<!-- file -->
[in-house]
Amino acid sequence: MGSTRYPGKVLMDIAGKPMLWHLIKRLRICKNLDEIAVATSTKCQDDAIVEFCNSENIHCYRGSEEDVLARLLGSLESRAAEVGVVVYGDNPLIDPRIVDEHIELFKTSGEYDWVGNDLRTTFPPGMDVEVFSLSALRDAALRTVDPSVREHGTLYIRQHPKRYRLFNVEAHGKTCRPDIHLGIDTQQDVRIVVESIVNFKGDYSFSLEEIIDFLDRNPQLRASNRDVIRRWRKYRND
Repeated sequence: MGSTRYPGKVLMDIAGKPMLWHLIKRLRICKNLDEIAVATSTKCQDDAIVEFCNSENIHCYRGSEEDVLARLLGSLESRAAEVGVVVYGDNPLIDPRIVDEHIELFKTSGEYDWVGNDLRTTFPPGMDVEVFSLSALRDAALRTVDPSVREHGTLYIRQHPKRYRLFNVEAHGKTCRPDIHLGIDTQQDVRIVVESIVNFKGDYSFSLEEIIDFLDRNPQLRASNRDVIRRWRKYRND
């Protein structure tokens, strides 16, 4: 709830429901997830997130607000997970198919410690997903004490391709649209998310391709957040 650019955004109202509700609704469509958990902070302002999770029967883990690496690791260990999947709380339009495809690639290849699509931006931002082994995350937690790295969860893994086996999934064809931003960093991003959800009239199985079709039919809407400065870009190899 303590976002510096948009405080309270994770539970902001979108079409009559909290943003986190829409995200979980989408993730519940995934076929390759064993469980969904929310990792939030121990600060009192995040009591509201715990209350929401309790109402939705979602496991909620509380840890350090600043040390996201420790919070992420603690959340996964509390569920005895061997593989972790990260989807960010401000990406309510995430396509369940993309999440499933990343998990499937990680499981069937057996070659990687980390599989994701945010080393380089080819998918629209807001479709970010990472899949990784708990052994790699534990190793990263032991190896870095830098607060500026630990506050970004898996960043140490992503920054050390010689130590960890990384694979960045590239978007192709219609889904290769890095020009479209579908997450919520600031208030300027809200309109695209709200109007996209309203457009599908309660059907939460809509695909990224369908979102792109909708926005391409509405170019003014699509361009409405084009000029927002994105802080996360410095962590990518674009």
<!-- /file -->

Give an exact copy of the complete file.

[in-house]
Amino acid sequence: MGSTRYPGKVLMDIAGKPMLWHLIKRLRICKNLDEIAVATSTKCQDDAIVEFCNSENIHCYRGSEEDVLARLLGSLESRAAEVGVVVYGDNPLIDPRIVDEHIELFKTSGEYDWVGNDLRTTFPPGMDVEVFSLSALRDAALRTVDPSVREHGTLYIRQHPKRYRLFNVEAHGKTCRPDIHLGIDTQQDVRIVVESIVNFKGDYSFSLEEIIDFLDRNPQLRASNRDVIRRWRKYRND
Repeated sequence: MGSTRYPGKVLMDIAGKPMLWHLIKRLRICKNLDEIAVATSTKCQDDAIVEFCNSENIHCYRGSEEDVLARLLGSLESRAAEVGVVVYGDNPLIDPRIVDEHIELFKTSGEYDWVGNDLRTTFPPGMDVEVFSLSALRDAALRTVDPSVREHGTLYIRQHPKRYRLFNVEAHGKTCRPDIHLGIDTQQDVRIVVESIVNFKGDYSFSLEEIIDFLDRNPQLRASNRDVIRRWRKYRND
């Protein structure tokens, strides 16, 4: 709830429901997830997130607000997970198919410690997903004490391709649209998310391709957040 650019955004109202509700609704469509958990902070302002999770029967883990690496690791260990999947709380339009495809690639290849699509931006931002082994995350937690790295969860893994086996999934064809931003960093991003959800009239199985079709039919809407400065870009190899 303590976002510096948009405080309270994770539970902001979108079409009559909290943003986190829409995200979980989408993730519940995934076929390759064993469980969904929310990792939030121990600060009192995040009591509201715990209350929401309790109402939705979602496991909620509380840890350090600043040390996201420790919070992420603690959340996964509390569920005895061997593989972790990260989807960010401000990406309510995430396509369940993309999440499933990343998990499937990680499981069937057996070659990687980390599989994701945010080393380089080819998918629209807001479709970010990472899949990784708990052994790699534990190793990263032991190896870095830098607060500026630990506050970004898996960043140490992503920054050390010689130590960890990384694979960045590239978007192709219609889904290769890095020009479209579908997450919520600031208030300027809200309109695209709200109007996209309203457009599908309660059907939460809509695909990224369908979102792109909708926005391409509405170019003014699509361009409405084009000029927002994105802080996360410095962590990518674009």